Yeshiva Students at War
The Groundwork is Laid for the Hesder Movement
BY RABBI DR. SHLOMO BRODY
In April 1948, a 20-year old yeshiva student at the Mercaz HaRav yeshiva, Shear-Yashuv Cohen (1927–2016), was on a short reprieve from his service in the Haganah. Just months beforehand, the United Nations had voted to partition Palestine. The Jews accepted the plan, but the Arabs rejected it, leading to a period of violent skirmishes that became the first stage of Israel’s War of Independence. As the Haganah pushed for widespread enlistment, some leading rabbinic scholars, including one of the yeshivah’s deans, Rabbi Yaakov Moshe Charlop, protested the attempted enlistment of their students. They published proclamations featuring quotations from the yeshiva’s founder, Rabbi Avraham Yitzchak HaKohen Kook, who supported draft exemptions for yeshiva students in Britain during World War I. This came as a shock to Cohen, who revered Rav Kook. As fate would have it, upon exiting the yeshiva, he ran into Rav Kook’s son, Rabbi Zvi Yehuda, and inquired whether he had somehow erred by enlisting in the nascent Jewish army.
Rabbi Zvi Yehuda was outraged by the publication of the handbills, considering them a distortion of his late father’s views. He promised to publish a treatise on why fighting for the Jewish homeland was different from fighting on behalf of another nation’s army. Rabbi Zvi Yehuda blessed his pupil and sent him back to his post.
Cohen would need that blessing. Over the next month, he fought to hold the besieged Old City of Jerusalem until the outnumbered Jewish fighters were forced to submit to Jordanian forces. Cohen helped convince the surviving fighters to surrender and not create a modern-day Masada by “saving one last bullet” for themselves. Severely wounded, he spent the next nine months in Jordanian captivity until he was ultimately freed in a prisoner exchange. While recuperating in Jerusalem in 1949, Rabbi Zvi Yehuda gave him a copy of the promised treatise defending army service by yeshiva students that he had published soon after Israel’s Declaration of Independence.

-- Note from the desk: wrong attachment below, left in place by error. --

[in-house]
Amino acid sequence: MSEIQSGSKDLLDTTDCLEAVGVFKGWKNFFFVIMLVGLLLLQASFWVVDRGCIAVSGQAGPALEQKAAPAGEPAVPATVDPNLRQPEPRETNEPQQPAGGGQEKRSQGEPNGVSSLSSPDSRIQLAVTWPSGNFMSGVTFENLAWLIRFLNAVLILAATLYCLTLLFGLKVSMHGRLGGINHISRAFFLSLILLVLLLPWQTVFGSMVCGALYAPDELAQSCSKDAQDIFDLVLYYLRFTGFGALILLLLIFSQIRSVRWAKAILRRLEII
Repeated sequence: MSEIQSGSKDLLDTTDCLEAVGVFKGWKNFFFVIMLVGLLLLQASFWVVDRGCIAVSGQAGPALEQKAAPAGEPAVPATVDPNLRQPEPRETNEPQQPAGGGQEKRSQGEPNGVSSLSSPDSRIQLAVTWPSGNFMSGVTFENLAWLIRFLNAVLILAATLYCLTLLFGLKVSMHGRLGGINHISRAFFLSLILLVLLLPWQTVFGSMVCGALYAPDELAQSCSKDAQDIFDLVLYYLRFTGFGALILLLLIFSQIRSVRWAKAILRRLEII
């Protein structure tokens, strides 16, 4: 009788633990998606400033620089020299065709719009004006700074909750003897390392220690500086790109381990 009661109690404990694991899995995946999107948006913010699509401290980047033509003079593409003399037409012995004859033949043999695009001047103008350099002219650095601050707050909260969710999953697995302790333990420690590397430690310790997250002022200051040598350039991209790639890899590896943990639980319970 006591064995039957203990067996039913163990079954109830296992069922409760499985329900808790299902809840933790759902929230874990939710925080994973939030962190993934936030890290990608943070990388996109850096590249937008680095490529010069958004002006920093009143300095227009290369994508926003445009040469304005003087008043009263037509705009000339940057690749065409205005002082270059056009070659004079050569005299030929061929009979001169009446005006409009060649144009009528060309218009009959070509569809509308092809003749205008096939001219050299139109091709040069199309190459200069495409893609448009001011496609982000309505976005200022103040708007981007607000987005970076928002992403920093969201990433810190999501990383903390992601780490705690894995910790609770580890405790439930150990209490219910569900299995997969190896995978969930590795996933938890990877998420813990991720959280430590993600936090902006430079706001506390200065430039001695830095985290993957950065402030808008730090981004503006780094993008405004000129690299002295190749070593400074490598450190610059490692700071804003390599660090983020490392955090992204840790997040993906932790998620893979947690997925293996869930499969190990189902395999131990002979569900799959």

Rabbi Zvi Yehuda Kook was not the only rabbinic scholar to support the conscription of yeshiva students. Similar essays were written by Rabbis Yitzhak Herzog, Shlomo Yosef Zevin, and Cohen’s own father, R. David Cohen (known as “the Nazir”). Yet Rabbi Zvi Yehuda’s treatise was particularly fascinating because it addressed an earlier era in which religious Jews were much more conflicted over whether they had a homeland to fight for.
Jews were active participants on both sides in World War I: More than a million Jews served with Allied forces, while 450,000 Jews served in the armies of the Central Powers. Some, particularly in countries like Turkey (Central Powers) and Russia (Allies), were forced into service by rulers they loathed. In other countries, such as Austria-Hungary and Britain, many Jews patriotically enlisted, thankful for the relatively safe position of the Jewish community in those countries.
For over a century, Rabbis debated whether Jews should fight for their host countries. Partly due to the difficulty of observing ritual laws while serving, many were opposed to such participation. Yet recognizing that it was often not a matter of choice, like in Tsarist Russia, they nevertheless guided enlisted soldiers in the observance, to the extent possible, of dietary and Sabbath laws. The “Chofetz Chaim,” Rabbi Yisrael Meir Kagan, would even write a popular handbook for Jewish soldiers called “Machane Yisrael.”